Feet on ground, heart in hand, facing forward, just be yourself
I've never wanted anything, no I, oh I,
I've never wanted anything so bad...

Cardboard masks of all the people I've been,
Thrown out with all the rusted, tangled, dented, God-damned miseries,
You can say I'm hard to hold,
But if you knew me, you'd know
I've got a good father,
And his strength is what makes me cry,
Feet on ground, heart in hand, facing forward, just be yourself
I've never wanted anything, no I, oh I,
I've never wanted anything so bad...

Feet on ground, heart in hand,
Feet on ground, heart in hand..."
Good Mother by Jann Arden

Popular posts from this blog

It's Not About the Guns

Fifteen years ago, my mom and I had an interesting discussion about the repercussions of being out. I came out the year before, just before graduating high school, and in the intervening time, had come out to my brother, my grandparents, my co-workers, my friends. Mom and I had danced around the topic a lot, but after my initial coming-out conversations with her, we'd essentially swept it under the rug. When things finally came to a head, I asked her why. Why, of all people, could I not talk to her about this topic?

"Because there are mean people in this world. There are people who will want to hurt you because of who you are, and who you love, and that scares me."

I took a minute to digest this information. "You work at a bank. If someone robs that bank tomorrow, and decides you're not moving fast enough for them, they could shoot and kill you, and it wouldn't matter to them that you are married, or that you have two sons at home. I could be afraid of what …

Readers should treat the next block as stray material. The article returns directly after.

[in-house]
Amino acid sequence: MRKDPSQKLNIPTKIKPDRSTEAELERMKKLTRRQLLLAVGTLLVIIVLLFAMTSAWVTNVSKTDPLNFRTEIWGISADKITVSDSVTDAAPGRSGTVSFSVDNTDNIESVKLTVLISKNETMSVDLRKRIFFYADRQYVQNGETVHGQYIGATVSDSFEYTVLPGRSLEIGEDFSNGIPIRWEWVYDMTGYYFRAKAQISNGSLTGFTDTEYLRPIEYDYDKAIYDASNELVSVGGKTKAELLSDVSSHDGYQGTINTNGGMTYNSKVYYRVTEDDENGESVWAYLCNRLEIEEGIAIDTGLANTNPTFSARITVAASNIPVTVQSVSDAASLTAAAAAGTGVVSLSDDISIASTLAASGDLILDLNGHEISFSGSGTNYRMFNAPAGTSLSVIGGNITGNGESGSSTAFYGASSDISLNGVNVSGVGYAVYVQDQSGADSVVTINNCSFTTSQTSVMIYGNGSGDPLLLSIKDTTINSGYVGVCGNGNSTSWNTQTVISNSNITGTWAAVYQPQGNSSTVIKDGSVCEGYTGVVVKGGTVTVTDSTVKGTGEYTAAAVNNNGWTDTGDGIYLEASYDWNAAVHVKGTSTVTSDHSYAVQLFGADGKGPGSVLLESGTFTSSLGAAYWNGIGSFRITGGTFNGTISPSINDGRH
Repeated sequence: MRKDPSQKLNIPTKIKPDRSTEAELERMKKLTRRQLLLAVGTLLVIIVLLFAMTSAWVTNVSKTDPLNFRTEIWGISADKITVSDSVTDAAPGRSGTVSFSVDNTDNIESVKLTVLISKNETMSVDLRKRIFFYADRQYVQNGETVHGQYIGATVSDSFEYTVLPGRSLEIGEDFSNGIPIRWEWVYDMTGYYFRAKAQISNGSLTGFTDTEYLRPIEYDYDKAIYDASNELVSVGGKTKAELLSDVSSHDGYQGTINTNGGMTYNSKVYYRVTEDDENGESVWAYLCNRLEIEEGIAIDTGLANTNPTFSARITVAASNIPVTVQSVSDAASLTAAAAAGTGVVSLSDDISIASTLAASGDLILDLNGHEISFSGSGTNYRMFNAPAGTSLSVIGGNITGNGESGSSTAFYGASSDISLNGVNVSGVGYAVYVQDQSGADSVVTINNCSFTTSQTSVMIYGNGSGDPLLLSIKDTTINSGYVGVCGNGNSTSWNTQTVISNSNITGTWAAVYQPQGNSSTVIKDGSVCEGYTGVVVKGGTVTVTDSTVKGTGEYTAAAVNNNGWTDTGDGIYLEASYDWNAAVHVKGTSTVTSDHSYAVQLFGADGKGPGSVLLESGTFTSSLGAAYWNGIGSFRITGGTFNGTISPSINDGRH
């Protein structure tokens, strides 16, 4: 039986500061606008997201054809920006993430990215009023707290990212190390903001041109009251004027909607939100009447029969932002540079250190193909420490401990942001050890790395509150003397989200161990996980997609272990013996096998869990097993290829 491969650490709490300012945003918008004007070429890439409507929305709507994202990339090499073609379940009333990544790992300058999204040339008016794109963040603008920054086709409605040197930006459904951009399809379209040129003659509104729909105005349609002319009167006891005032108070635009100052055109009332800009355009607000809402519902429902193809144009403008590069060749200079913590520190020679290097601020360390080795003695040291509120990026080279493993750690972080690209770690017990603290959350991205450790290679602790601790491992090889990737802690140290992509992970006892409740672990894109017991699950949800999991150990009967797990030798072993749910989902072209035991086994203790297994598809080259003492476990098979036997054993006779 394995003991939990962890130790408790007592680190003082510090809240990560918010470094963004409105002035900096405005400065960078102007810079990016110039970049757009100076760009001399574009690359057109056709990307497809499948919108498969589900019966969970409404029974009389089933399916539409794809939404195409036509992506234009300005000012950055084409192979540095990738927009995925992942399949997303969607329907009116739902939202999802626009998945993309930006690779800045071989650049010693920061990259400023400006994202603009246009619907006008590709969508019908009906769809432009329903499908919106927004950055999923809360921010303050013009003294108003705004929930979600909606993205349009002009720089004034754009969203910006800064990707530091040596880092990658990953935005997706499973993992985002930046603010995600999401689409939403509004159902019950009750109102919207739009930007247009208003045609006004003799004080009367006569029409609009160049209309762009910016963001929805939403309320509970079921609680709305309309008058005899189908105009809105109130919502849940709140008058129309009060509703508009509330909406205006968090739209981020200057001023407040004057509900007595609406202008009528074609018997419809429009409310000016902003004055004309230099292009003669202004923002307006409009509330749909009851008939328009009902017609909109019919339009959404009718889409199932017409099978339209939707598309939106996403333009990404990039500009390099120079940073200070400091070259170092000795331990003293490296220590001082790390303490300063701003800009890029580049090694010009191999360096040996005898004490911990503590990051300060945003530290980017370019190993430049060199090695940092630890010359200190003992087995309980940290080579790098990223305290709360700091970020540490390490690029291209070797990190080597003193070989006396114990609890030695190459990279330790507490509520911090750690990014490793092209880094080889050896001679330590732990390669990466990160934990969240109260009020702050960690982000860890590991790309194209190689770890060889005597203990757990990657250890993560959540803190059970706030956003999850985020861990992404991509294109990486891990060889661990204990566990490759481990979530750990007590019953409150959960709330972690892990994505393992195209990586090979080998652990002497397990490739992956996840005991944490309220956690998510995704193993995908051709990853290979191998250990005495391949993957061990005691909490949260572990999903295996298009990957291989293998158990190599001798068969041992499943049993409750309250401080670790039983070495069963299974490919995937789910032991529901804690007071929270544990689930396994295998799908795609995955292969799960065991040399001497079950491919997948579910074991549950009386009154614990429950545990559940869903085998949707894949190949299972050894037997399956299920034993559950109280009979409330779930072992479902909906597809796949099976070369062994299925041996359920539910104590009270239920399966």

Waiting by the Door

Trigger warning: bipolar disorder, mania, depression, self-harm
“I’m tired of feeling sad.” He says it as you are both eating breakfast, his expression drained of life. It has been three days of this, and you know, despite what you may be hoping, that it is far from over. It started a couple weeks ago, not with sadness, but what a psychologist calls, “hypomania.”

Talking about Fitness

I am five feet, eight inches tall, and I weigh about 167 pounds. I have a gym membership which I have used a total of once in the past six months, and I don't eat particularly well, nor particularly consistently. I drink fairly regularly, and in December I even started smoking cigarettes (I know, I know). All things considered, I am in pretty good shape, for a 30-year-old man who does nothing to take care of his body. The funny thing is, any time I start to talk about changing my habits for the better, I almost universally get the same responses. "Ugh. Like you need to lose any weight." "Oh, you look fine. What are you worried about?" "You know, if you start working out, you're not necessarily going to weigh less, because muscle weighs more than fat."

Okay, guys. It seems there are a few things I need to explain about my mentality here.